Explosion after explosion, human models, made of hard plastic shred apart from the effects of exploding fireworks.
The Consumer Product Safety Commission used mannequins to demonstrate the undeniable dangers of fireworks.
"It's the 30 days around the Fourth of July where we see the highest rate of incidents and injuries," says Ann Marie Buerkle, the Acting Chairman of the CPSC.
The CPSC reports there were more than 11-thousand fireworks-related injuries in 2016. Most people suffered burns like Tim Sullivan, an emergency room doctor, who lit four sparklers at once last year.
He knows he should have known better since he's trained to treat such injuries.
"It's very embarrassing to be an emergency room doctor who just blew up his hand with a firework," says Dr. Sullivan.
And sparklers can be as hot as blow torches. People who use a plastic cup as a shield for themselves or their children should think again; a sparkler can burn through faster than you can react.
Fireworks distributor American Promotional Events is recalling more than 36-thousand packages of TNT Red, White and Blue Smoke Fireworks after reports that three people were burned using them.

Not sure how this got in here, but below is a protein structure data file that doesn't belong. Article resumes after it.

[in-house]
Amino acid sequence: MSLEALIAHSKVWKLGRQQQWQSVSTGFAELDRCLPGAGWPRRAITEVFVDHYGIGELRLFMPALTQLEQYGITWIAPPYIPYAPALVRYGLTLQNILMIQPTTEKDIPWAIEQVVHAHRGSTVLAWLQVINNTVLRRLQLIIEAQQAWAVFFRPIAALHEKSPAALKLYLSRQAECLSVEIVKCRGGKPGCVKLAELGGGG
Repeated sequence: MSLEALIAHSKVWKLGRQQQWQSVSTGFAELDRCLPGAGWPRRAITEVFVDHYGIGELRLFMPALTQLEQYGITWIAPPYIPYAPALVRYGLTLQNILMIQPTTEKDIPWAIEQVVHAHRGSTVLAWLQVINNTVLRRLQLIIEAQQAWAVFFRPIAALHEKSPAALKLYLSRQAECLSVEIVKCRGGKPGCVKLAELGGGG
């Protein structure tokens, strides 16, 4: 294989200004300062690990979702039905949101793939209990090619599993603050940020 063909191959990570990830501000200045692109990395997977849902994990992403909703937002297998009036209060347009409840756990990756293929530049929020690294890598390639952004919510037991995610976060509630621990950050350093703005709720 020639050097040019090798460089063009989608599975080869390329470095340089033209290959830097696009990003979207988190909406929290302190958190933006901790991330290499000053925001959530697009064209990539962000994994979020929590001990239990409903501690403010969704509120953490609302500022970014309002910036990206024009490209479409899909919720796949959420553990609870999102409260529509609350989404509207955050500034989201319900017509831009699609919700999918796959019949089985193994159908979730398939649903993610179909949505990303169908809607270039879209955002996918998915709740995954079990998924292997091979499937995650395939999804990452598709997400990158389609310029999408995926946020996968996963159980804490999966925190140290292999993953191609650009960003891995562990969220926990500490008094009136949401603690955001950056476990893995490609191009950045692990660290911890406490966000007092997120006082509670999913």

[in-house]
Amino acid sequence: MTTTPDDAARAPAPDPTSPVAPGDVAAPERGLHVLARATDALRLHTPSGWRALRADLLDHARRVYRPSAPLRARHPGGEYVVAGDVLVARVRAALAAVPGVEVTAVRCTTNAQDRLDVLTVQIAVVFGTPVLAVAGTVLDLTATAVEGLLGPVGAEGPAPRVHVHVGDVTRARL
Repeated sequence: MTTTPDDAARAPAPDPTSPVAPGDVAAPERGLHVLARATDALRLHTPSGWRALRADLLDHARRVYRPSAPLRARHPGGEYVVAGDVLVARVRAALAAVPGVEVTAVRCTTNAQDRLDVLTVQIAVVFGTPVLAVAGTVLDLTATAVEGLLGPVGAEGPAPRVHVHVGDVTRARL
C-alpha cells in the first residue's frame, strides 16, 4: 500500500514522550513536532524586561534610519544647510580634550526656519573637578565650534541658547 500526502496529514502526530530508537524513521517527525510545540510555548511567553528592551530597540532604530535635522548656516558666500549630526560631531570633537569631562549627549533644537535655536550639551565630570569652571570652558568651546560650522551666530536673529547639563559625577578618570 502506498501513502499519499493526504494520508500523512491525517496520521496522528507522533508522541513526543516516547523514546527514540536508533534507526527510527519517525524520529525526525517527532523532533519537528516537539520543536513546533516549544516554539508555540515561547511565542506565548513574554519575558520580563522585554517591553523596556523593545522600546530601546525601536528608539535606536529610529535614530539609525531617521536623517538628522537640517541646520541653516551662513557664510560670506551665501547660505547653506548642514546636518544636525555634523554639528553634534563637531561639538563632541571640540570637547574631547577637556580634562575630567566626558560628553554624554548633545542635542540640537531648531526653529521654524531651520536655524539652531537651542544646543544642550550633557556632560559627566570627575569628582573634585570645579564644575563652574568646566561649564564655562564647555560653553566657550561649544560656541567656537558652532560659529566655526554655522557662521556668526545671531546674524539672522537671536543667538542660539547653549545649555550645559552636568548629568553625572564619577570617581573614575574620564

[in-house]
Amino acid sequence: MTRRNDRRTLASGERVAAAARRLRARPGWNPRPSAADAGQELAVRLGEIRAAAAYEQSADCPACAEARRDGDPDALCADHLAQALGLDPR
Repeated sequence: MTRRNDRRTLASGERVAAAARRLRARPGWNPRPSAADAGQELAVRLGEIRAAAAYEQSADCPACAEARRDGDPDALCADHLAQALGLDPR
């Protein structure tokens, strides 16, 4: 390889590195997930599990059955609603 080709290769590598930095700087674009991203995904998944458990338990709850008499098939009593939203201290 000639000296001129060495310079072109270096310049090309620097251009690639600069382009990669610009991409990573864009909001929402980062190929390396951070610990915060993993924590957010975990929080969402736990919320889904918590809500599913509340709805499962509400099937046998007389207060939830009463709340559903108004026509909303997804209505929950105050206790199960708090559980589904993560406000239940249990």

A few safety tips from the CPSC: First never let kids use sparklers or any firecrackers. Also, make sure that if you have a dud that doesn't light, you don't try to re-light it. And maybe this Independence Day, leave the pyrotechnic displays of American pride to the professionals.
It’s usually males aged 15 years and older that account for the clear majority of firework injuries in Washington state.
Being too close or even holding the firework when it goes off is the primary cause of damage.
So, please use common sense and have a safe Fourth of July.